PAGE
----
Bret Stephens speaks to Editor Gideon Rose about how to bridge the Republican foreign policy divide.
It is the healthy habit of partisans on the losing side of a U.S. presidential election to spend some time reflecting on the reasons for their defeat. And it is the grating habit of partisans on the winning side to tell the losers how they might have done better. Most of their advice is self-serving, none of it is solicited, and little of it is ever heeded. Yet still people pile on.
So it has been following Mitt Romney's defeat by President Barack Obama in last November's election. On domestic policy, pundits have instructed Republicans to moderate their positions on social issues and overcome their traditional opposition to higher taxes. On foreign policy, they are telling them to abandon their alleged preference for military solutions over diplomatic ones, as well as their reflexive hostility to multilateral institutions, their Cold War mentality toward Russia, their "denialism" on climate change, their excessive deference to right-wing Israelis, and so on. Much of this advice is based on caricature, and the likelihood of any of it having the slightest impact on the GOP's leadership or rank and file is minimal: the United States does not have a competitive two-party system so that one party can define for the other the terms of reasonable disagreement.
Put aside, then, fantasies about saving the GOP from itself or restoring the statesmanlike ways of George H. W. Bush, Ronald Reagan, Richard Nixon, or Dwight Eisenhower (all of whom were derided as foreign policy dunces or extremists when they held office). Instead, take note of the more consequential foreign policy debate now taking shape within the heart of the conservative movement itself. This is the debate between small-government and big-military conservatives. Until recently, the two camps had few problems traveling together. Yet faced with the concrete political choices raised by last year's budget sequester -- which made large cuts in nondefense discretionary spending contingent on equally large cuts in the Pentagon's budget -- the coalition has begun to show signs of strain.
On the one side, Republican leaders such as Senator John McCain of Arizona have effectively conceded that higher tax rates are a price worth paying to avoid further defense cuts. On the other, one finds politicians such as Senator Johnny Isakson of Georgia, who, when asked in 2010 about what government programs should get cut, said, "There's not a government program that shouldn't be under scrutiny, and that begins with the Department of Defense." However one may feel about these differences, it is important to understand each side as it understands itself. Then, perhaps, it might be possible to see how the differences can be bridged.
LAND OF LIBERTY -- OR LIBERATORS?
For big-military conservatives, a supremely powerful U.S. military isn't just vital to the national interest; it defines what the United States is. Part of this stance might owe to circumstantial factors, such as a politician's military background or large military constituency. But it is also based on an understanding of the United States as a liberator -- a country that won its own freedom and then, through the possession and application of overwhelming military might, won and defended the freedom of others, from Checkpoint Charlie to the demilitarized zone on the Korean Peninsula.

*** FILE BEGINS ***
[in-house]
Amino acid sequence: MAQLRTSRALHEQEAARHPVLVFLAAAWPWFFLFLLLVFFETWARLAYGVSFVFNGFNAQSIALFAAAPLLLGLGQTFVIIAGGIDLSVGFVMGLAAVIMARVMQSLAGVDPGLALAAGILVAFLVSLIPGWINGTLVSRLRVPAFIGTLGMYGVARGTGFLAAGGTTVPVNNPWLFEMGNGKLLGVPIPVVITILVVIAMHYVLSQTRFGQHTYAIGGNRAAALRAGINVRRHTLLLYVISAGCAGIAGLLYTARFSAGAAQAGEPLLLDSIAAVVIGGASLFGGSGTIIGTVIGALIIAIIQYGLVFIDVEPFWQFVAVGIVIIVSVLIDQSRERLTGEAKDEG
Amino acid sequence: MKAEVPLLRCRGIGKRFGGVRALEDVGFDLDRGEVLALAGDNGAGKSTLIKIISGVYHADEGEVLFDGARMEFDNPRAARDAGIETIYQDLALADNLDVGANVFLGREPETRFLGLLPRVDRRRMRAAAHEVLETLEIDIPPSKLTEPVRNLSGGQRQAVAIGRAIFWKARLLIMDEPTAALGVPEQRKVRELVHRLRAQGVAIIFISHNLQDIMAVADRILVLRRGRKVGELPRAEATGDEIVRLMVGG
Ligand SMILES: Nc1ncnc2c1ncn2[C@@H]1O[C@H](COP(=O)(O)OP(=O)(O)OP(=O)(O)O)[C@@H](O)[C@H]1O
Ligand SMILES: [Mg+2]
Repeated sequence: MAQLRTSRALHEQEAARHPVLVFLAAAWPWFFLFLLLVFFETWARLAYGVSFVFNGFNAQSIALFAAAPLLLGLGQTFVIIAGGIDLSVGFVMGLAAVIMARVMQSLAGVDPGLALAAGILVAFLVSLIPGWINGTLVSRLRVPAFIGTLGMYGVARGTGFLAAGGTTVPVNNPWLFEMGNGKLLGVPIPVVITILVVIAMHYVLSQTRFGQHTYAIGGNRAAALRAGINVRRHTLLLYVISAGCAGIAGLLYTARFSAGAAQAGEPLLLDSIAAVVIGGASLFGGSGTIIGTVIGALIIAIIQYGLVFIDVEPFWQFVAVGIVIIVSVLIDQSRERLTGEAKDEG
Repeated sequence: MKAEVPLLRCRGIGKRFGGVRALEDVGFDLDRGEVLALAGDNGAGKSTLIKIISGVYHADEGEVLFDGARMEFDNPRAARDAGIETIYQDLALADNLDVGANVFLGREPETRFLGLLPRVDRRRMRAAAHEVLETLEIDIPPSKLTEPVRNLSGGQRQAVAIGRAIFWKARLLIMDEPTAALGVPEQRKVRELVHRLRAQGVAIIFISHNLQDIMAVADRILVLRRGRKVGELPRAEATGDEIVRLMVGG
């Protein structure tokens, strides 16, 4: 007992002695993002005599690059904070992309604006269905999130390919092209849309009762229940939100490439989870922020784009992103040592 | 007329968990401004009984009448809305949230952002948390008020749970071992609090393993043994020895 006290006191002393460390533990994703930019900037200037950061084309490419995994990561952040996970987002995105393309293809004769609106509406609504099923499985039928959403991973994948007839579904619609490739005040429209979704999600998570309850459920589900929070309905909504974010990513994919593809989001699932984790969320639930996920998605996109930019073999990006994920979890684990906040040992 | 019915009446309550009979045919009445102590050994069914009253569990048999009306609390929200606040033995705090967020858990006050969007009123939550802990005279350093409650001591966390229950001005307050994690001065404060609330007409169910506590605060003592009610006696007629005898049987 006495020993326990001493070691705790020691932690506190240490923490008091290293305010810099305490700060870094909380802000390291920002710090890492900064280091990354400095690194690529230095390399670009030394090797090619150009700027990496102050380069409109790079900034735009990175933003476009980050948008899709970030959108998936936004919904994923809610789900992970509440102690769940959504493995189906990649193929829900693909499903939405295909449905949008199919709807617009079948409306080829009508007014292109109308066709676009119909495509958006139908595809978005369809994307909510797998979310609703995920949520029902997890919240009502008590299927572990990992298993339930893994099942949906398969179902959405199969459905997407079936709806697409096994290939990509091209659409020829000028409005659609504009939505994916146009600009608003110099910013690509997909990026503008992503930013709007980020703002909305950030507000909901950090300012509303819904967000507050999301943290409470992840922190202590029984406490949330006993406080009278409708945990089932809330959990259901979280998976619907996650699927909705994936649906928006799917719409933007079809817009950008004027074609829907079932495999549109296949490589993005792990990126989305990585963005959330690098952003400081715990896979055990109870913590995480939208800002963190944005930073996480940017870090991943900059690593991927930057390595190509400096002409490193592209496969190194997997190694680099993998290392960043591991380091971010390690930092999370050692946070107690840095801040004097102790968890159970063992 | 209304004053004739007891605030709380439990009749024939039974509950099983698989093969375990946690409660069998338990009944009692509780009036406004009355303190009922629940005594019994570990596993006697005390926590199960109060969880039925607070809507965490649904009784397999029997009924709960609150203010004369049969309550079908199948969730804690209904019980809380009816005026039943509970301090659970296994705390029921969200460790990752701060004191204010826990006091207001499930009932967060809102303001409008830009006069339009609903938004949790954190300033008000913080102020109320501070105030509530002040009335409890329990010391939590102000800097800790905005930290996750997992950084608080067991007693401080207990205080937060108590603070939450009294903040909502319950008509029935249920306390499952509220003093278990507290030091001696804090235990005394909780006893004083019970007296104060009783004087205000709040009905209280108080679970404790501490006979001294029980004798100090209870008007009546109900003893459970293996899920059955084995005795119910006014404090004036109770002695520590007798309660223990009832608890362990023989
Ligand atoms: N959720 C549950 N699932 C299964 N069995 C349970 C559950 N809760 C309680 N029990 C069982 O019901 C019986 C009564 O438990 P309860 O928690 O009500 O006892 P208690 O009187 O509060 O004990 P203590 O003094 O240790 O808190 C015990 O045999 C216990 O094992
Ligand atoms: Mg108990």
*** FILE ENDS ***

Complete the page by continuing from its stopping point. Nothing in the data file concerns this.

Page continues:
This is a heroic view of the United States' purpose in the world -- and an expensive one. It implies that if freedom isn't being actively advanced in the world, it risks wobbling to a standstill and even falling down, like a rider peddling a bicycle too slowly. It is also a view that is not unfriendly to at least some parts of a big-government agenda and certainly not to the de facto industrial policy that is the Pentagon's procurement system.
On the other side are those conservatives who, while not deprecating the United States' historic role as a liberator, mainly cherish its domestic tradition of liberty -- above all, liberty from the burdens of excessive federal debt, taxation, regulation, and intrusion. These Republicans are by no means hostile to the military, and most believe it constitutes one of the few truly legitimate functions of government. Still, they tend to view the Pentagon as another overgrown and wasteful government bureaucracy. Some have also drawn the lesson from the wars in Afghanistan and Iraq that well-meaning attempts to reengineer foreign societies will succumb to the law of unintended consequences just as frequently as well-meaning attempts to use government to improve American society do. Far from being a heroic view of the United States' role, theirs is a more prudential, and perhaps more parochial, one. It also contains a sneaking sympathy for Obama's refrain that the United States needs to do less nation building abroad and more at home, even if these conservatives differ sharply with the president on the matter of means.
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